Quasi-experimental design, with 2 Pre and Post measurements in a CG and a EGDescriptive and exploratory statistics, ANOVA, correlation and intervention analysis were performedThe effects of the intervention program were demonstrated on a temporary basis, improving lifestyle and PA through healthy eating
González-Cutre et al. (2014) [53]Analyse the effects of a school-based intervention to promote PA, utilising the postulates of the trans-contextual model of motivation47 elementary schools students from 11 to 12 years oldAutonomy support
Motivation in PE
Motivation to leasure time
Theory of planned behavior
Five week intervention. The intervention programme was conducted through videos with two session of 50 min per weekQuasi-experimental design, with 2 Pre and Post measurements in a CG and a EGNon-parametric test for independent samples (Mann–WhitneyU)
Differences with non-parametric test for related samples (Wilcoxon)
The study shows that this type of intervention couldallow the students to identify the benefits of PA and to integrate it intotheirlifestyle, thus increasing PA during their leisure time
González-Cutre et al. (2016) [54]Assess the effect of a multidimensional intervention program to promote PA based on the Self-Determination Theory88 students between 14 and 17 years oldAutonomy support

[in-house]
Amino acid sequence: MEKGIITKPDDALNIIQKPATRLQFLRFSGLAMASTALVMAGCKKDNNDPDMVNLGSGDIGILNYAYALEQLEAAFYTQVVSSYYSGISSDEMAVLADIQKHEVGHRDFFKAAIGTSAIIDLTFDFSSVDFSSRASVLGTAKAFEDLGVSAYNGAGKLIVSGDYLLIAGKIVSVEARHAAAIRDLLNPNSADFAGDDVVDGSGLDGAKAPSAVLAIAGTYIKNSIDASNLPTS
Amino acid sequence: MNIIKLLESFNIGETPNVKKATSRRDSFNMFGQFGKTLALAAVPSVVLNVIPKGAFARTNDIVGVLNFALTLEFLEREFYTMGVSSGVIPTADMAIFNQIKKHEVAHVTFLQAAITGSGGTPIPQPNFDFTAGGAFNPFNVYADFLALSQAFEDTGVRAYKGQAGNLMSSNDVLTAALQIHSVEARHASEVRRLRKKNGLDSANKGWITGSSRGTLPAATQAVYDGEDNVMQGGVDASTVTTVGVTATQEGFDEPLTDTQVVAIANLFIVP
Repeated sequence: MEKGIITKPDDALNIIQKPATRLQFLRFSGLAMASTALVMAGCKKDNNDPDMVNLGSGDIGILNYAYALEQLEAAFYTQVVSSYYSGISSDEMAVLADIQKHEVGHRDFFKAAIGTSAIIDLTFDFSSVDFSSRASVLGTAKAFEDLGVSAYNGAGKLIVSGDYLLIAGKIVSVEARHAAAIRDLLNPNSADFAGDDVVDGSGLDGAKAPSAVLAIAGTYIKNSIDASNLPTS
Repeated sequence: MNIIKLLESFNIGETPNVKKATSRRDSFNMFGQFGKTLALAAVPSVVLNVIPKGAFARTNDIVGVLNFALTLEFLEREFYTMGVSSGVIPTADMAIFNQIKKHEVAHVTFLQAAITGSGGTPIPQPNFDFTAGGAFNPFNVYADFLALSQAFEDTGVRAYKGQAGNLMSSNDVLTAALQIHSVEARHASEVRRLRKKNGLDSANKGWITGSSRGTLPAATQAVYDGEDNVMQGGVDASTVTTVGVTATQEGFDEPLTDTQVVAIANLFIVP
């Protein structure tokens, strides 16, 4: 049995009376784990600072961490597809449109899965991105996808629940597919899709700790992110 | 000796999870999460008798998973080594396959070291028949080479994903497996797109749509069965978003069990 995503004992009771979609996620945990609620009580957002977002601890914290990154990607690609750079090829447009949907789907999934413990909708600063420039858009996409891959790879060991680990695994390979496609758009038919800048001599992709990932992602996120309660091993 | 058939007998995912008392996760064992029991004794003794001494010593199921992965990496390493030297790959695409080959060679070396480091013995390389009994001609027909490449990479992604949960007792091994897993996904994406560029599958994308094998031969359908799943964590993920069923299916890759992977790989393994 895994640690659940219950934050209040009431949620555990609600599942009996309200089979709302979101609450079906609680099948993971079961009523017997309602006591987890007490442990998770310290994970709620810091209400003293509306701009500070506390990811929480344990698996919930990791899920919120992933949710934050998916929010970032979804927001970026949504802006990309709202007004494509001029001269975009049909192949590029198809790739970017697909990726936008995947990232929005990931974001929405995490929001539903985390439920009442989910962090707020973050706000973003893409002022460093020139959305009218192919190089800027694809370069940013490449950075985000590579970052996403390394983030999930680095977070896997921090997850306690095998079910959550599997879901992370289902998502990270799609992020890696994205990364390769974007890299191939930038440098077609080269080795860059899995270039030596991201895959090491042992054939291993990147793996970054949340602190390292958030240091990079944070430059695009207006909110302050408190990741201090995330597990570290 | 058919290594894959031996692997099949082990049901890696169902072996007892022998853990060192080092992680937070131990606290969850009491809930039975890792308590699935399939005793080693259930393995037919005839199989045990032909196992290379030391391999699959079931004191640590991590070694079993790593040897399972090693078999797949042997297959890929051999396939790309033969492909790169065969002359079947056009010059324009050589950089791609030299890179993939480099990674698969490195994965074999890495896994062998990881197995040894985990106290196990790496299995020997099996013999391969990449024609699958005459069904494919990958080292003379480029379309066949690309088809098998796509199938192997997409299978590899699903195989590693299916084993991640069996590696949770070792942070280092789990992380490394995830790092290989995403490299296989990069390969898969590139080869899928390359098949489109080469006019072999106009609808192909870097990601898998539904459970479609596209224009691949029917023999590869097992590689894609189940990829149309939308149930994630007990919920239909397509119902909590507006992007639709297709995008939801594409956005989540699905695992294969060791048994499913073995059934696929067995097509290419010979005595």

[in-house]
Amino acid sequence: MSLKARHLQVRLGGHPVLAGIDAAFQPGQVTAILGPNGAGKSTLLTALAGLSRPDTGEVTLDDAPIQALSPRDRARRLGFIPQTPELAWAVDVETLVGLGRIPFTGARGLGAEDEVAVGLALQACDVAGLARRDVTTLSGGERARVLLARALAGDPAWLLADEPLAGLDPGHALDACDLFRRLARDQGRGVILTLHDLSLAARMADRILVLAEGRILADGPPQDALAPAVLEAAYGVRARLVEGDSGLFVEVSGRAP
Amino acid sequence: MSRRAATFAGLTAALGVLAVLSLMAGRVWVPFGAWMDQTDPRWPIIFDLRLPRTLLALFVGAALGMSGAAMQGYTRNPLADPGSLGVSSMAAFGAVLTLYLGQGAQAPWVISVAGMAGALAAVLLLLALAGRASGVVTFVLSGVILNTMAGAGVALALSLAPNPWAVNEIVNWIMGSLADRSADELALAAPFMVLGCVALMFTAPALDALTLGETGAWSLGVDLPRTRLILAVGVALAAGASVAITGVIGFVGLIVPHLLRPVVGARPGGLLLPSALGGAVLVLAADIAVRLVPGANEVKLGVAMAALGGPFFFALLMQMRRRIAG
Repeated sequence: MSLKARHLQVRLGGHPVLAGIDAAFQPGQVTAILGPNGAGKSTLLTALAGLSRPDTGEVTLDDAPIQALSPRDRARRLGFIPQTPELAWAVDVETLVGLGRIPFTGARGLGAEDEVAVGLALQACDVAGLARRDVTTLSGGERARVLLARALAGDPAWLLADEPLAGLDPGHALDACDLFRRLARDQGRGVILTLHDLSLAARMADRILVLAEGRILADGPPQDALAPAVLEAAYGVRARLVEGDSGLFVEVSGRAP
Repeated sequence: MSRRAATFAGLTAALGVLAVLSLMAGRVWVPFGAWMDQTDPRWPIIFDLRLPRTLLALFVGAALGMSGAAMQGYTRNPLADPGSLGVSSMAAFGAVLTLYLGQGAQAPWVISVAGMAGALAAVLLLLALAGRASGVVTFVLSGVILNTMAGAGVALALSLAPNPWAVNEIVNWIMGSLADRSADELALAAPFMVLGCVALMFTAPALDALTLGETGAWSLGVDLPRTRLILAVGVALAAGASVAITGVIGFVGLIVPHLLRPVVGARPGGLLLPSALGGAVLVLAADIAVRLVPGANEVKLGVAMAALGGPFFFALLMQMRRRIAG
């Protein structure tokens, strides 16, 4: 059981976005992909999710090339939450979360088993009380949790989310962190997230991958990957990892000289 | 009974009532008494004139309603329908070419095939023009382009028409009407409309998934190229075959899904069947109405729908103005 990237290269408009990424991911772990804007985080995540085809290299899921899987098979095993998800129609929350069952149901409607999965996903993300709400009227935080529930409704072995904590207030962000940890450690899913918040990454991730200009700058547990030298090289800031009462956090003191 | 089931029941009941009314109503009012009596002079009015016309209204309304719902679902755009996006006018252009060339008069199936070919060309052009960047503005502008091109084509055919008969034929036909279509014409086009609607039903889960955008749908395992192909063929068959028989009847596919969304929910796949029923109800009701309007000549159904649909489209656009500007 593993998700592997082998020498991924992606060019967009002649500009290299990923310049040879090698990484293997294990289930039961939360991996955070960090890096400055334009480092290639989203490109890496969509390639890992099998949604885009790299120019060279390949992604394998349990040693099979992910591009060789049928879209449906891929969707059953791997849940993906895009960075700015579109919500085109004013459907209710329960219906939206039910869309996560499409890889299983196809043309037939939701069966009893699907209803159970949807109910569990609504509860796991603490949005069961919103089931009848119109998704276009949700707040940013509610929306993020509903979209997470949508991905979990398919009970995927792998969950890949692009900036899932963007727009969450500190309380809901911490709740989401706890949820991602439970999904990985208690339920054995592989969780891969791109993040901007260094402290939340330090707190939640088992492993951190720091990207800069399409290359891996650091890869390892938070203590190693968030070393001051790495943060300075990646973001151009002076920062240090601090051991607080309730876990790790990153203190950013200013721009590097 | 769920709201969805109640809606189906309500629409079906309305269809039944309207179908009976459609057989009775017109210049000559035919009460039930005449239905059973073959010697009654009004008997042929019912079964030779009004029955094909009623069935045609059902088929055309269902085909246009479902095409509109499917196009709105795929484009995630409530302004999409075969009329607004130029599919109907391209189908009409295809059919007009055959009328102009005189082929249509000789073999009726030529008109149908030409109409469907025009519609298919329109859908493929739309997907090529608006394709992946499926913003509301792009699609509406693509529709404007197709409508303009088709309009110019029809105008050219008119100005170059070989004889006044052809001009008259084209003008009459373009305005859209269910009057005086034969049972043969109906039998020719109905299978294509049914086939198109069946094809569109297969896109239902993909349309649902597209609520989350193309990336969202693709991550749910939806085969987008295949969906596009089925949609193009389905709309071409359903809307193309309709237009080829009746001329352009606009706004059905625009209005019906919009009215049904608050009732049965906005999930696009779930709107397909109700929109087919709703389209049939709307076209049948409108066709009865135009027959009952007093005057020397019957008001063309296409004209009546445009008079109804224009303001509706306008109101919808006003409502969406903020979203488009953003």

Types of motivation
Physical self-concept
Levels of PA
6-month intervention, data collection in 4 moments, before, after the first didactic unit, end of program (6 months) and follow-up (12), the questionnaires were filled in two different sessionsCG and EG × 4 different timesNormality tests, descriptive statistics, Man Withney U
Multiple comparisons with the Wilcoxon test
Size effect with Cliff delta
The effectiveness of a multidimensional intervention for the promotion of PA at school was demonstrated, however 6 months after the intervention the effects were lost
Grasten et al. (2015) [55]To evaluate the effectiveness of an initiation program in the school of PA during a year847 students from 12 to 14 years oldMotivational climate
Goal orientations
Auto report of moderate vigorous PA